Skydiving - to many a dream come true, to me, my worst nightmare.
Nevertheless, I have somehow agreed to hurl myself out of an airplane at 13,000 feet, strapped to a "hunky" (???) Red Devil.
The plan is to go up in one of those small, really unsafe and draughty looking planes, hover, think of England and the Queen, and then jump.
There will then be a freefall for 45 seconds, during which my heart will probably stop. Then (and this is the crux of my anxiety) the Hunky Devil will pull on a short piece of line, which may or may not open a large piece of nylon (apparently called "canopy"), which should transform the freefall into a gentle glide. If it doesn't open I am assured that there is a spare "reserve" canopy. I am worried what happens if that doesn't open either.
Anyway, assuming all goes well (...), I will then be able to enjoy a 6 minute glide with the Hunky Devil, during which my heart might recommence activity, allowing me to enjoy the beautiful Wiltshire countryside.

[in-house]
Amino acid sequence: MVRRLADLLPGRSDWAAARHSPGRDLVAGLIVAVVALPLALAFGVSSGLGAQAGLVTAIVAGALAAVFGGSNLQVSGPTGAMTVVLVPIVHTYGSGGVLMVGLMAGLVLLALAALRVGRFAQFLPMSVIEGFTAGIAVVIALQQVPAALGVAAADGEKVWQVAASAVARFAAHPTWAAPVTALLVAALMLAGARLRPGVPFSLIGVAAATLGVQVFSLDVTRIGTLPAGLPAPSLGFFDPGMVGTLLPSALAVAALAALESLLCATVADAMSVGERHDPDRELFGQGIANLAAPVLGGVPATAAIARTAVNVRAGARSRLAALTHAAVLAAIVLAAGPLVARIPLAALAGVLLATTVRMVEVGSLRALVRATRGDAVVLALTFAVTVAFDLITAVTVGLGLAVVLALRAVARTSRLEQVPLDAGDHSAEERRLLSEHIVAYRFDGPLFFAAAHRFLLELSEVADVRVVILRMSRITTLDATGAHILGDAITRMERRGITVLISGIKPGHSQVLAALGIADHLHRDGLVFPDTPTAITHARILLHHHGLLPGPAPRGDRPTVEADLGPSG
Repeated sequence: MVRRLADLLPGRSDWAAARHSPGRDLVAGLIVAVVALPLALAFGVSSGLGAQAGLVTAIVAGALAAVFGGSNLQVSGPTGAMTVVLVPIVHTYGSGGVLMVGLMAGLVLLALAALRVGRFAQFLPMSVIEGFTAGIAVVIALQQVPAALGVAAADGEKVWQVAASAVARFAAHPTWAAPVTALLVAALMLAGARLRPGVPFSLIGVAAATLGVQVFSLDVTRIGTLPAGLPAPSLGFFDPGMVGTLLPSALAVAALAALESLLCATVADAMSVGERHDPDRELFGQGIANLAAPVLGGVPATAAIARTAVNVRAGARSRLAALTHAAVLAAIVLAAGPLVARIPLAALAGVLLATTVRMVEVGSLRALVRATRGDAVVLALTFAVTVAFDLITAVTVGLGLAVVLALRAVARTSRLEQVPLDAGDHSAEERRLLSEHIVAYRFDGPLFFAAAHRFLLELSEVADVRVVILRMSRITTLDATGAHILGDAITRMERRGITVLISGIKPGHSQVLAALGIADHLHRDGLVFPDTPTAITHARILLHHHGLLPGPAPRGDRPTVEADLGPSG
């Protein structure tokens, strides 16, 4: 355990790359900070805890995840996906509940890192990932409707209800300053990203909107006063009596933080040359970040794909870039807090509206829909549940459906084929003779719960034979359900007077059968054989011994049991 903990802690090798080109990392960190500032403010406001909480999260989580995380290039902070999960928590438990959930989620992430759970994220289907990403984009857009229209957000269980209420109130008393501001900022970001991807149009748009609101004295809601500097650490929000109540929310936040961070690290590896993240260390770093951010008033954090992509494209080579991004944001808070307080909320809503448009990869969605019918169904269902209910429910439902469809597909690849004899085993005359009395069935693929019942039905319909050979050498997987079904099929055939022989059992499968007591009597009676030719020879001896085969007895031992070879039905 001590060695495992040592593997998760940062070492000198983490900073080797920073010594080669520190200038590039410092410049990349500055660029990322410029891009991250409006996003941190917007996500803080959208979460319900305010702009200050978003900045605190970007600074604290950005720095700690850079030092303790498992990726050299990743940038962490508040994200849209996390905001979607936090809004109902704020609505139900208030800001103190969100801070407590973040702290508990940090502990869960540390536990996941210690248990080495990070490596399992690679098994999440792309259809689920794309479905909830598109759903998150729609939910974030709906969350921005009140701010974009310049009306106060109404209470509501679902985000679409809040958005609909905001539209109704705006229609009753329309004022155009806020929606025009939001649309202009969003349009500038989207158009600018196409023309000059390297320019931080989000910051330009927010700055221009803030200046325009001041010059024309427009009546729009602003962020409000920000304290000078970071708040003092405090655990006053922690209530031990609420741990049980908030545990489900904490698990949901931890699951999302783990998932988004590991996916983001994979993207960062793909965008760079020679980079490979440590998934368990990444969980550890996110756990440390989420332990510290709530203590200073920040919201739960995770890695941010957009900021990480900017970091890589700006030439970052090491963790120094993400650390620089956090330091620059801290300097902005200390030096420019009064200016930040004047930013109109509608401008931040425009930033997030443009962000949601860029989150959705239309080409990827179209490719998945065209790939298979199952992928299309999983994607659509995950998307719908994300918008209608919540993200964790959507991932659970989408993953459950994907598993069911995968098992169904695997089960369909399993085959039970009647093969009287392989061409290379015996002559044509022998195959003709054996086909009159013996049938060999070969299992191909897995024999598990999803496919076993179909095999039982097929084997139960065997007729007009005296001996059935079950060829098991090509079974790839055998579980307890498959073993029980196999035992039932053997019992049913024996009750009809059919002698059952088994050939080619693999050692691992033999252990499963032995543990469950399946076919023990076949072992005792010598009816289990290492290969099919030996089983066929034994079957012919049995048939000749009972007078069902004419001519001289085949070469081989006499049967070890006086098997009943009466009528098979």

During my years' sailing with the JST, I have seen hundreds of people, young and old, conquer their own fears and others' stereotypes of what they can achieve. I have climbed the masts of the tall ships Lord Nelson and Tenacious with the blind, the deaf, the legless, the armless, OAPs, and really hunky Italian 20-something lads who were so scared of hights, they cried all the way. Even wheelchair users come up to the first platform every single voyage.
So I guess after years of showing off up the mast, it is my turn to conquer my very own, very real personal fear. I'll be doing it for all the really brave and wonderful friends I have made on the ships over the years. Friends who have overcome disability. Carers who sailed with a disabled friend even though they were terribly seasick and scared of water. 16 year olds away from home for the first time, who learned to respect their own bodies and discover what it's like to take responsibility for others. Those in their 70s, 80s and even 90s, who climbed on yards to stow away sails, and showed me that we don't need to be scared of growing old. And for the wonderful crew of the two ships, who have welcomed me into their "family" with open arms from the moment I first stepped on board.
Please support me in my venture, in recognition of all the above, by donating as much as you can. I am paying for the actual cost of the jump myself, so every penny you give will go to the JST, to further its quest to change lives forever.